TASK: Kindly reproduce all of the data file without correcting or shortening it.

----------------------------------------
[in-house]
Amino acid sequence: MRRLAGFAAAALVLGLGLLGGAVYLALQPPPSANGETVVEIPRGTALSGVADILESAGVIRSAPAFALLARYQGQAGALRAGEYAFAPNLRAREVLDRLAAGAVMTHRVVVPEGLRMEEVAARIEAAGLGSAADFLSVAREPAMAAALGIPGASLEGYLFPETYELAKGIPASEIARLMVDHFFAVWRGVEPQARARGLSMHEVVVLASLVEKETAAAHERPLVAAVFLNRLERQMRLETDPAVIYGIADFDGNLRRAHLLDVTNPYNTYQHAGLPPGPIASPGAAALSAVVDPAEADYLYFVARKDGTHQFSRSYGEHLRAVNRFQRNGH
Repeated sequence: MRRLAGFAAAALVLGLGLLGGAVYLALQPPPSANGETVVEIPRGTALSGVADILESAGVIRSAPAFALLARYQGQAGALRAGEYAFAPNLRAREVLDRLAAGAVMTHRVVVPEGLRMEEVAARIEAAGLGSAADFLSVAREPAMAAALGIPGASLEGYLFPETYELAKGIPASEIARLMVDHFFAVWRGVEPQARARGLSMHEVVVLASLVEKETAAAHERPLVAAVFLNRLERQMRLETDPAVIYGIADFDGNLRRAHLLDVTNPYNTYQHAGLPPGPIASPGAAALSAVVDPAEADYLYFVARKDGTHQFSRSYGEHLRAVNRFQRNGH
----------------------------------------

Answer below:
[in-house]
Amino acid sequence: MRRLAGFAAAALVLGLGLLGGAVYLALQPPPSANGETVVEIPRGTALSGVADILESAGVIRSAPAFALLARYQGQAGALRAGEYAFAPNLRAREVLDRLAAGAVMTHRVVVPEGLRMEEVAARIEAAGLGSAADFLSVAREPAMAAALGIPGASLEGYLFPETYELAKGIPASEIARLMVDHFFAVWRGVEPQARARGLSMHEVVVLASLVEKETAAAHERPLVAAVFLNRLERQMRLETDPAVIYGIADFDGNLRRAHLLDVTNPYNTYQHAGLPPGPIASPGAAALSAVVDPAEADYLYFVARKDGTHQFSRSYGEHLRAVNRFQRNGH
Repeated sequence: MRRLAGFAAAALVLGLGLLGGAVYLALQPPPSANGETVVEIPRGTALSGVADILESAGVIRSAPAFALLARYQGQAGALRAGEYAFAPNLRAREVLDRLAAGAVMTHRVVVPEGLRMEEVAARIEAAGLGSAADFLSVAREPAMAAALGIPGASLEGYLFPETYELAKGIPASEIARLMVDHFFAVWRGVEPQARARGLSMHEVVVLASLVEKETAAAHERPLVAAVFLNRLERQMRLETDPAVIYGIADFDGNLRRAHLLDVTNPYNTYQHAGLPPGPIASPGAAALSAVVDPAEADYLYFVARKDGTHQFSRSYGEHLRAVNRFQRNGH